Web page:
In December the world’s nations got together in Copenhagen to discuss climate change and overwhelmingly the summit seems to be seen as a failure on the part of the developed nations to make significant strides forward in combating climate change. Unfortunately it’s not the wealthy nations of the world that fare the worst in dealing with the effects of climate change- sure maybe winter in Washington, DC is a little worse this year, but compared to the desertification of land around the equator, a few extra inches of snow isn’t such a big deal.
One day the effects of global climate change will effect wealthy countries, one day our natural resources may become so scare that they aren’t available. Take for example the situation along South Africa’s garden route. A popular vacation area, this gorgeous coastline is on the front lines. Friendly signs on light posts remind residents that the area is in a water scarcity. The smiling rain drop doesn’t really convey the problem though- the dam is down from about 90% year under 20% this year..and given what the bottom of a pot of coffee looks like who knows how good that remaining water is. On account of the drastic shortage, the municipality has sent notices asking residents to curb their water usage while simultaneously imposing a drastic monthly water limit on each home.
Residents of George and the surrounding area have turned to the sky for their answer, literally. Capturing rainwater from their gutters in water tanks, many households have cut themselves from municipal water usage completely. Piping rain water through their sinks, toilets and showers, people have learned to monitor their usage (and the weather!) closely. Running the dishwasher when completely full is only the beginning as residents have become creative, capturing the cold water from the shower head before it gets hot and using that water to flush toilets and water landscaping…not to mention turning the water off completely as they soap up their bodies.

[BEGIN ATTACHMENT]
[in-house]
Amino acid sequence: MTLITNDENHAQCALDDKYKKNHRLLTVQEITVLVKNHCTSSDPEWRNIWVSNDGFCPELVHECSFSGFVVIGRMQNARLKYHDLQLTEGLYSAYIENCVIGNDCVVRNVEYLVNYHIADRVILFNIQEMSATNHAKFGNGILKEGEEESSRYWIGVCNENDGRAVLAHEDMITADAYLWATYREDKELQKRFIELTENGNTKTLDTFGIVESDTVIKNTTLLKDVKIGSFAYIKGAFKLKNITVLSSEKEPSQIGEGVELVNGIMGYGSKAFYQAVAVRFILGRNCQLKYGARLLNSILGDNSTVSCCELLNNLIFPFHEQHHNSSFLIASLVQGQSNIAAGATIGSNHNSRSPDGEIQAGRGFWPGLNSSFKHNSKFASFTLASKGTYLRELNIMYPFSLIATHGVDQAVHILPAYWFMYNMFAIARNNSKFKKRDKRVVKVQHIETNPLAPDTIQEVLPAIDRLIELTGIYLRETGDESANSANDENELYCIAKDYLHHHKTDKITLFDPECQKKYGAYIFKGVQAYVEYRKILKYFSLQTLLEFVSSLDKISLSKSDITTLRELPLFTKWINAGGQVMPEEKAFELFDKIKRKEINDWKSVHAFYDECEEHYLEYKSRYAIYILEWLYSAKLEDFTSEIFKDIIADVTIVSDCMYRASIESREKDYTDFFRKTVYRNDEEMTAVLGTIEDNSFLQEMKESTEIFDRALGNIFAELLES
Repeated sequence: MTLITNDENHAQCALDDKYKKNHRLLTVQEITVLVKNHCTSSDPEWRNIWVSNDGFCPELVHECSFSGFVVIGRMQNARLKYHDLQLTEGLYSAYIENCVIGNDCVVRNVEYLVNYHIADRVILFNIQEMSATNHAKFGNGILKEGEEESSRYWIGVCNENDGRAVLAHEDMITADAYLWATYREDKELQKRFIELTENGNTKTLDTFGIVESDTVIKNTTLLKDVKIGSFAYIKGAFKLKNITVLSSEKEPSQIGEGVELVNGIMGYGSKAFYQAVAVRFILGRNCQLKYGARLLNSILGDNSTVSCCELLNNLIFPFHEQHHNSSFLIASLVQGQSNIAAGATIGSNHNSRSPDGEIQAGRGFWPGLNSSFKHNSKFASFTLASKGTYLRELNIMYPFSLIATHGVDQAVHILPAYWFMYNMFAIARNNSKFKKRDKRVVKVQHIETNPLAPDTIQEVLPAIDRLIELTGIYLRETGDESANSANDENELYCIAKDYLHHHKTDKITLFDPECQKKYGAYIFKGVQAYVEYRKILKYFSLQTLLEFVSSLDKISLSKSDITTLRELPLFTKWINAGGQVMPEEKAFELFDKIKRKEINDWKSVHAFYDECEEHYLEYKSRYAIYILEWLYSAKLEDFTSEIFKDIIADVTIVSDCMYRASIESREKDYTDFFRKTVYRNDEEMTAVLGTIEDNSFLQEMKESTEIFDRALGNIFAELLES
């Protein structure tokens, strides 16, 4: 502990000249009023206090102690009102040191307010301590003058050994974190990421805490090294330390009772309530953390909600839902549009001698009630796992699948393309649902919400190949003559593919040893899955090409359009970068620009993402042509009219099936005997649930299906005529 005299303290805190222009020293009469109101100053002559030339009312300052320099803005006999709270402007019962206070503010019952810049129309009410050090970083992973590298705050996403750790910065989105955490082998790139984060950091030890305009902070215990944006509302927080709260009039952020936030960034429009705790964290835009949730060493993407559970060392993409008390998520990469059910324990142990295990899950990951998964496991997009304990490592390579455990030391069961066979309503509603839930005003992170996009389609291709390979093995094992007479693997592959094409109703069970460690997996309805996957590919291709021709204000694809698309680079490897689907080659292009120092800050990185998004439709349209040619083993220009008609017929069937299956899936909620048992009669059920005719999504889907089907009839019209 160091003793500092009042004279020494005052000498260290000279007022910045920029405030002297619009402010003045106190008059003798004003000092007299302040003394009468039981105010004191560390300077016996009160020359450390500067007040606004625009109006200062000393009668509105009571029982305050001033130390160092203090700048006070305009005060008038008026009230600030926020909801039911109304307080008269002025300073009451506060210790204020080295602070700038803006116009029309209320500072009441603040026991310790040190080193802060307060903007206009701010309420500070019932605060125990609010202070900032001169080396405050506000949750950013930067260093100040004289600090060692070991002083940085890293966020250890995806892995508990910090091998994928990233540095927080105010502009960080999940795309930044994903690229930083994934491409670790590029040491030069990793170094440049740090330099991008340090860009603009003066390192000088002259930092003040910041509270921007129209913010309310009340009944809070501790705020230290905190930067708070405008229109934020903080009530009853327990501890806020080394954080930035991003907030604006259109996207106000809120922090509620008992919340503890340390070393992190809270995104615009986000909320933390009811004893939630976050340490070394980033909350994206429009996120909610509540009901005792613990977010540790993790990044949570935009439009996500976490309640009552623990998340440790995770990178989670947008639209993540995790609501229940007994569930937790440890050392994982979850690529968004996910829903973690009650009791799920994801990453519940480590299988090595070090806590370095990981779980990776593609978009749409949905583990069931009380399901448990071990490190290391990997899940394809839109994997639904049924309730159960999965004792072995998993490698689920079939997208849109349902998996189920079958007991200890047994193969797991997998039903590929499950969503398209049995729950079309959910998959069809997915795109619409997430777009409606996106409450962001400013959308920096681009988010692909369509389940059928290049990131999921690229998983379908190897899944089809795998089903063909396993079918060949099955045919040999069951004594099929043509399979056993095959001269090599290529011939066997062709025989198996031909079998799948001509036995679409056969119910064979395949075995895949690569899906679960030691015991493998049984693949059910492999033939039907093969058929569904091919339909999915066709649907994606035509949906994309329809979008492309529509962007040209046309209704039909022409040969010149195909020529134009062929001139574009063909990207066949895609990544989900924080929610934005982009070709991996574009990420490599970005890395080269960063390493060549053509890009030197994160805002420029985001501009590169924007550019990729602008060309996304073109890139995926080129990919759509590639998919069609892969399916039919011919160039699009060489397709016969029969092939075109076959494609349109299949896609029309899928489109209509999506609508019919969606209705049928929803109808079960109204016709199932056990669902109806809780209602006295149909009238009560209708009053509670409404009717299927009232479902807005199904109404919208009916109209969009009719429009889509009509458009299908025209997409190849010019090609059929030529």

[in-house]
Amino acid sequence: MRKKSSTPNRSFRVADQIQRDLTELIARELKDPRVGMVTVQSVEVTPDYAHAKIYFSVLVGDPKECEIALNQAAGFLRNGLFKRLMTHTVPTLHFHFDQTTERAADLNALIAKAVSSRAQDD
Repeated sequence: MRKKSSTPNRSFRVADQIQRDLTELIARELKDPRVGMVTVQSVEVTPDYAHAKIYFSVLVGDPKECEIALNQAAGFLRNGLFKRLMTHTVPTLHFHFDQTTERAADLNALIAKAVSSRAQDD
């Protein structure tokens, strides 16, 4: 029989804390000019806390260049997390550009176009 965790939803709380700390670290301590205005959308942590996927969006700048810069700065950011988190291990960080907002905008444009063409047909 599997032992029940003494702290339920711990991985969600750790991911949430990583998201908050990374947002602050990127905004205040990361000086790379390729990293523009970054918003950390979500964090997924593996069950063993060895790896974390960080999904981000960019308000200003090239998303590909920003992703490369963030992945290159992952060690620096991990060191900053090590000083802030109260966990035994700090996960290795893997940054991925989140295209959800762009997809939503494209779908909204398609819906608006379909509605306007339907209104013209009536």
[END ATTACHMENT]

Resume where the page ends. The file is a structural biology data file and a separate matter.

Remarkably, the people who have switched to rainwater are the people who could best absorb the price increase. They haven’t taken these measures to save money, they’ve done it because they believe it’s their responsibility to use a little less so that others may still have. Spending five days at the home of friends who successfully transferred to rainwater in December made me really think about my resource usage. At home where water, electricity, food and fuel are cheap and plentiful it’s sometimes hard to grasp the impact running the tap for a few minutes may have, but those precious liters from the tap might not be available elsewhere.
Going Green has been a popular movement in the United States for some time now. Due to the economic recession many people have become more aware of limited resources, but when the economy improves will we resort to our old habits? Let’s hope not, for it may not be a drought that effects us, but somewhere somehow global climate change will affect each and everyone of us. Individually making small changes will make a significant impact, so let’s take a page from the residents of George and do our part.